I am more of a quilter although I do knit and crochet, and I do purchase quite a bit of fabric online and occasionally yarn, but I also do frequent our local quilt shops regularly both for purchases and classes (and in fact, I am now employed part time at one of them.) If the nearest LYS is half an hour drive away then I think your shop could be viable - the nearest yarn shop to where I live (also in Victoria BTW!) is also half an hour's drive away and I would love one in my town. Also, I think offering classes is important - I have recently taught myself to crochet (inspired by Lucy at Attic 24!) and would loved to have had a class to go to here where I live. I think a night or weekend class once or twice a week is important too, as any crochet classes I could find were in the daytime when I work.

    Sorry to ramble on a bit but I hope these comments are of use to you, and I look forward to hearing what you decide your future plans will be. With warmest regards Tania

  3. hi there! i love your japanese crocheting. stunnning..i'd love that book too!
    i buy all of my yarn online, no shops anywhere here except by plane. :(( i do buy luxury yarns, i never ever use anything but good stuff. x

  4. HOOORAY, fab idea, Jules........go for it.

    I have loved playing shops since I was a kid, hence the market stall.

    Classes absolutely necessary and maybe classes for children during the school hols. Not everyone has a mum or Gran who can teach them how to crochet.
    I'm not a big crochet/knitty type person, so Spotlight is where I buy any wool I need, but I'm sure if there was a LYS in my little town I would be haunting it regularly.
    We do have an old style haberdashery shop here and it's choc full of all sorts and I regularly pop in for buttons, thread, ribbon etc. When I'm there I'm always dreaming about what the owner could do with it but she's at a stage in her life where she wants to slow down.

    If your family are behind your plan then I'm sure it would be a goer.........
    I can almost picture how gorgeous it would be.
    An online shop and website would also add to it's success.

    Maybe pop in a coffee machine and a comfy corner where local ladies can pop in for a 'knit and natter' session, Ooh, I'm getting a little bit excited here, shame I live so far away......

    Claire :}

  5. Hope you don't mind, Tania here again, just to add to Claire's comments, the fabric shop where I work has a coffee machine and a small cafe area, and this has been a great success, and I also think an online shop is an extra way to make sales too. Good luck!

  6. I find that I use mainly Spotlight to purchase my yarn. The next closest yarn shop is in Chelsea, you may or may not be familiar with the traffic in Chelsea, but finding parking is a bit of a bugger, especially if you have to get two toddler's out of the car too! If I had an accessible LYS I would go there frequently. In fact a lot of the time I wait until I visit my mother because the yarn store where I grew up is easier for me to handle than the ones locally.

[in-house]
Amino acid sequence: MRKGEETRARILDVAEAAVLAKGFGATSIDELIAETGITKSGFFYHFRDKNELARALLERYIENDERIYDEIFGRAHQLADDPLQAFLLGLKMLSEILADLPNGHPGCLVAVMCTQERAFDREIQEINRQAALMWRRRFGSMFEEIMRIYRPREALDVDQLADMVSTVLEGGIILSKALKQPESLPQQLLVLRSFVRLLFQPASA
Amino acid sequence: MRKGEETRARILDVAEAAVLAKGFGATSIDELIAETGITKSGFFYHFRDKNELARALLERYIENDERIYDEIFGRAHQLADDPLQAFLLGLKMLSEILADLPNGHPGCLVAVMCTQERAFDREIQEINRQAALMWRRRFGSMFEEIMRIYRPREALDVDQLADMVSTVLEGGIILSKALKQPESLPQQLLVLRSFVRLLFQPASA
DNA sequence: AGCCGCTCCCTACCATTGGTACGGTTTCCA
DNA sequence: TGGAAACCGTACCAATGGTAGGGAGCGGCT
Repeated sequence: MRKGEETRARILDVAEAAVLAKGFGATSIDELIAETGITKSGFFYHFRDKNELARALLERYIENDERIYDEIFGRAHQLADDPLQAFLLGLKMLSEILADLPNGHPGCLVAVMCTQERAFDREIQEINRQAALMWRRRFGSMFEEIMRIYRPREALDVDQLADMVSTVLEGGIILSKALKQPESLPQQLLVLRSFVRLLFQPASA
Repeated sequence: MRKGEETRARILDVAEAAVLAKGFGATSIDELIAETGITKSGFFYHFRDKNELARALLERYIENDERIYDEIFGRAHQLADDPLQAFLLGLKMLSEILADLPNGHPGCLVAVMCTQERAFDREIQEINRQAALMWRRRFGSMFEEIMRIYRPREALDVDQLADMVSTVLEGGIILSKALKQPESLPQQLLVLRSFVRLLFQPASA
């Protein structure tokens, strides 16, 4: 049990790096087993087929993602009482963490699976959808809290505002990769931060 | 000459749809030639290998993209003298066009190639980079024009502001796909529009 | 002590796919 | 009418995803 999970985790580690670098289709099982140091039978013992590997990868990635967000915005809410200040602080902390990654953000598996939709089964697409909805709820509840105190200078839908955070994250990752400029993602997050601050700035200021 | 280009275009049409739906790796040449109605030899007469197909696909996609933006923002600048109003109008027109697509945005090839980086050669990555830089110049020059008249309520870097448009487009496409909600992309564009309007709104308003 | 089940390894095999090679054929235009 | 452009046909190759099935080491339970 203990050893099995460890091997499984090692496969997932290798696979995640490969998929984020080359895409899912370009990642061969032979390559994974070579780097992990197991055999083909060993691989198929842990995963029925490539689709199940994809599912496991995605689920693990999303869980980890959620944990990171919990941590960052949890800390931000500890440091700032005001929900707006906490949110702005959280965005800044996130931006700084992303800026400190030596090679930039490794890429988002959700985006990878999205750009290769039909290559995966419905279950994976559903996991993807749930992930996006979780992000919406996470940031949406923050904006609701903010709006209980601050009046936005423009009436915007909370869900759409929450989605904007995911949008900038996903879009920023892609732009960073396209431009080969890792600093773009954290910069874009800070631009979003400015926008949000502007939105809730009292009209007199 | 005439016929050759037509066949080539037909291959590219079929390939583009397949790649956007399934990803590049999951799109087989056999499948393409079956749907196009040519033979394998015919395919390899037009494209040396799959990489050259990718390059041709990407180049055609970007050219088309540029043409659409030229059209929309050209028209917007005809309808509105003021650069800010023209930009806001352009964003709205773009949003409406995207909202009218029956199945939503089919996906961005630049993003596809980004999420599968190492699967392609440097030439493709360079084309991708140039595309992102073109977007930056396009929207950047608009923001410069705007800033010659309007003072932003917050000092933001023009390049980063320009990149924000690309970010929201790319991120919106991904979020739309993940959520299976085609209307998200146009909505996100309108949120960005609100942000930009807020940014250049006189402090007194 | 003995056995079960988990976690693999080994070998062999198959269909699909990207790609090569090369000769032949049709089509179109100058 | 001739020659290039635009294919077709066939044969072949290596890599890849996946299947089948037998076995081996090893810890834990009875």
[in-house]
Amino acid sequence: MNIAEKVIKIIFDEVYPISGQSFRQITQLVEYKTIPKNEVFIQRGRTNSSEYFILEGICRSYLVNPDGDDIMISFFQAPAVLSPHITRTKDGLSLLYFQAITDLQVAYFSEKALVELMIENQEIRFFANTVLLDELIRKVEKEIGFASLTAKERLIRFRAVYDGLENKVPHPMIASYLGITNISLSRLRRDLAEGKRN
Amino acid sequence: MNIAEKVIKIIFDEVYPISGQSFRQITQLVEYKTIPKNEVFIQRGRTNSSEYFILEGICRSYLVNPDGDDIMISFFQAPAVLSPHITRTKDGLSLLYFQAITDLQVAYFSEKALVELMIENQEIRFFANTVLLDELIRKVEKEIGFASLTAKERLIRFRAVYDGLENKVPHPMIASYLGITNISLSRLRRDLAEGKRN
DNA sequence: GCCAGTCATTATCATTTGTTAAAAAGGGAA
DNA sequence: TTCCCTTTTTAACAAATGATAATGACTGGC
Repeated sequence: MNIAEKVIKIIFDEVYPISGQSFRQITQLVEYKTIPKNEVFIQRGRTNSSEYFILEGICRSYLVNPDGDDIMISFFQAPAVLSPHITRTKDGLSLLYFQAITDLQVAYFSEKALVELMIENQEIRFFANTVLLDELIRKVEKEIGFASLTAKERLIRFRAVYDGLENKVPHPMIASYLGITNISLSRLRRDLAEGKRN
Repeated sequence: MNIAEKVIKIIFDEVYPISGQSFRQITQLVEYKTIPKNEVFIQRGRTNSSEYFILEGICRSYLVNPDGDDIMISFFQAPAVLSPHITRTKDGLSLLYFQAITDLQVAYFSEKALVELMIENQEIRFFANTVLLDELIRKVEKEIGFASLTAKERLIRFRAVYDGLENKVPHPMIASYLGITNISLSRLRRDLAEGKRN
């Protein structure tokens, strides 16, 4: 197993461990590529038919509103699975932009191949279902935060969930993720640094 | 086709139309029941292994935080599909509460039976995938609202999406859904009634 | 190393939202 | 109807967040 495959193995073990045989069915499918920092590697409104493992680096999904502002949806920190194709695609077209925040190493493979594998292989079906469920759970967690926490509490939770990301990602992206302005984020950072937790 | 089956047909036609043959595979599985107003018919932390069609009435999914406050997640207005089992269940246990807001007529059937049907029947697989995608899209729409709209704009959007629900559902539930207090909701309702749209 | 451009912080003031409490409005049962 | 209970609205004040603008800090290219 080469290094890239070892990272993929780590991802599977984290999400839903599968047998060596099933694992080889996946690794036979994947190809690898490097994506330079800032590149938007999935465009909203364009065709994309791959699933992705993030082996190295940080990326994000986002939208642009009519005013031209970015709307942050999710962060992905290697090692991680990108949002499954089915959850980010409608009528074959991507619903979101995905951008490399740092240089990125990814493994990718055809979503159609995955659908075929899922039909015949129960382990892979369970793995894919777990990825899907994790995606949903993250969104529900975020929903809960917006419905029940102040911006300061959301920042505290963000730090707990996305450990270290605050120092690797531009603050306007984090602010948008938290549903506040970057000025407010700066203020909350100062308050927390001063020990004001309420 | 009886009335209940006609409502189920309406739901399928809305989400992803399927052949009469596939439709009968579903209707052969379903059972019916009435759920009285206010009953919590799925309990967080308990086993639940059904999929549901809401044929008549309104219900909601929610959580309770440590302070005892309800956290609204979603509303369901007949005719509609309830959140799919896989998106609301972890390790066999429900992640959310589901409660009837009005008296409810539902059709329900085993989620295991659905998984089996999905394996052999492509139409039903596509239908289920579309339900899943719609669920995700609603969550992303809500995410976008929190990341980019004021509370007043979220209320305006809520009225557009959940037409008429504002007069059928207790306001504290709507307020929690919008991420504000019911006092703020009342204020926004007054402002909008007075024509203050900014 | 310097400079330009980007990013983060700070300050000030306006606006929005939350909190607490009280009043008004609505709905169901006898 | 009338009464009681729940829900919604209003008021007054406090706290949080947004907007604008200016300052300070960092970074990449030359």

I have never purchased yarn online. I like to see and feel them before I purchase. But if I was already familiar with a yarn, then I would not hesitate to buy it online.

    I think there is definitely a place for a yarn store in today's society. People are going back to crafting in droves at the moment. And if I knew of a store that did classes for crochet I would have made use of them. As it is I ended up having to borrow and buy several books and teach myself from books. I didn't have anyone to go to when I made a mistake and couldn't work out what I had done.

    Hope this information helps!

    xXx Helen

  7. Love the crochet, the colours look great with each other.

    And I buy alot of my yarns etc online... but thats only because the nearest store is 1 and 1/2 hours away. If we had a LYS, they wouldn't be able to keep me away. I think buying things locally is really making a resurgence now, go for it especially with your family growing up and they're support :)

  8. Unnfortunately I don't have a LYS close to me. I used to and I LOVED it! I much prefer to buy yarn in a LYS than online. I sometimes buy luxury yarns for a treat :) I say go for it but I do think the economy is something to take into consideration too. Times are tough for small businesses.


  9. I think your idea of a shop selling yarn, habby, crafty bits and teaching classes is a great idea. I would buy from a local yarn shop if there was one in my community. I love the idea of a coffee machine and somewhere to craft and chat. I think it would be a big drawcard.